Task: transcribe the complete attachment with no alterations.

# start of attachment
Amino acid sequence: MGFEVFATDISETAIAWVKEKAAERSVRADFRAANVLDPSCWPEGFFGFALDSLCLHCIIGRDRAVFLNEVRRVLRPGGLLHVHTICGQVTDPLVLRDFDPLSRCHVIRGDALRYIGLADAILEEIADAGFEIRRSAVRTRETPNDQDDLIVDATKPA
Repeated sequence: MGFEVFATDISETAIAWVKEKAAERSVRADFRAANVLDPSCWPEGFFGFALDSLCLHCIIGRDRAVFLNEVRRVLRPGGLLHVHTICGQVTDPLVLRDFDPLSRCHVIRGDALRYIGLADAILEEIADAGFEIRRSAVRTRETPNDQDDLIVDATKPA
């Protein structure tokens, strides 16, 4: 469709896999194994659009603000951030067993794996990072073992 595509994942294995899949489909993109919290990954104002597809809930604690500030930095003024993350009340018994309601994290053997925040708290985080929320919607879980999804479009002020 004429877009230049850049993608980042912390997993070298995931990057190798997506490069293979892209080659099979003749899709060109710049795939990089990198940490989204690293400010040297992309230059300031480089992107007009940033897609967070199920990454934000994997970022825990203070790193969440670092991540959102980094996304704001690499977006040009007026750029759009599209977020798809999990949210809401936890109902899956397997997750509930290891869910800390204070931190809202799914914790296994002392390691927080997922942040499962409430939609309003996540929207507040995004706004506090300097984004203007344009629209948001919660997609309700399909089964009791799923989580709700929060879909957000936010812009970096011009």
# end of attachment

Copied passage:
Amino acid sequence: MGFEVFATDISETAIAWVKEKAAERSVRADFRAANVLDPSCWPEGFFGFALDSLCLHCIIGRDRAVFLNEVRRVLRPGGLLHVHTICGQVTDPLVLRDFDPLSRCHVIRGDALRYIGLADAILEEIADAGFEIRRSAVRTRETPNDQDDLIVDATKPA
Repeated sequence: MGFEVFATDISETAIAWVKEKAAERSVRADFRAANVLDPSCWPEGFFGFALDSLCLHCIIGRDRAVFLNEVRRVLRPGGLLHVHTICGQVTDPLVLRDFDPLSRCHVIRGDALRYIGLADAILEEIADAGFEIRRSAVRTRETPNDQDDLIVDATKPA
């Protein structure tokens, strides 16, 4: 469709896999194994659009603000951030067993794996990072073992 595509994942294995899949489909993109919290990954104002597809809930604690500030930095003024993350009340018994309601994290053997925040708290985080929320919607879980999804479009002020 004429877009230049850049993608980042912390997993070298995931990057190798997506490069293979892209080659099979003749899709060109710049795939990089990198940490989204690293400010040297992309230059300031480089992107007009940033897609967070199920990454934000994997970022825990203070790193969440670092991540959102980094996304704001690499977006040009007026750029759009599209977020798809999990949210809401936890109902899956397997997750509930290891869910800390204070931190809202799914914790296994002392390691927080997922942040499962409430939609309003996540929207507040995004706004506090300097984004203007344009629209948001919660997609309700399909089964009791799923989580709700929060879909957000936010812009970096011009």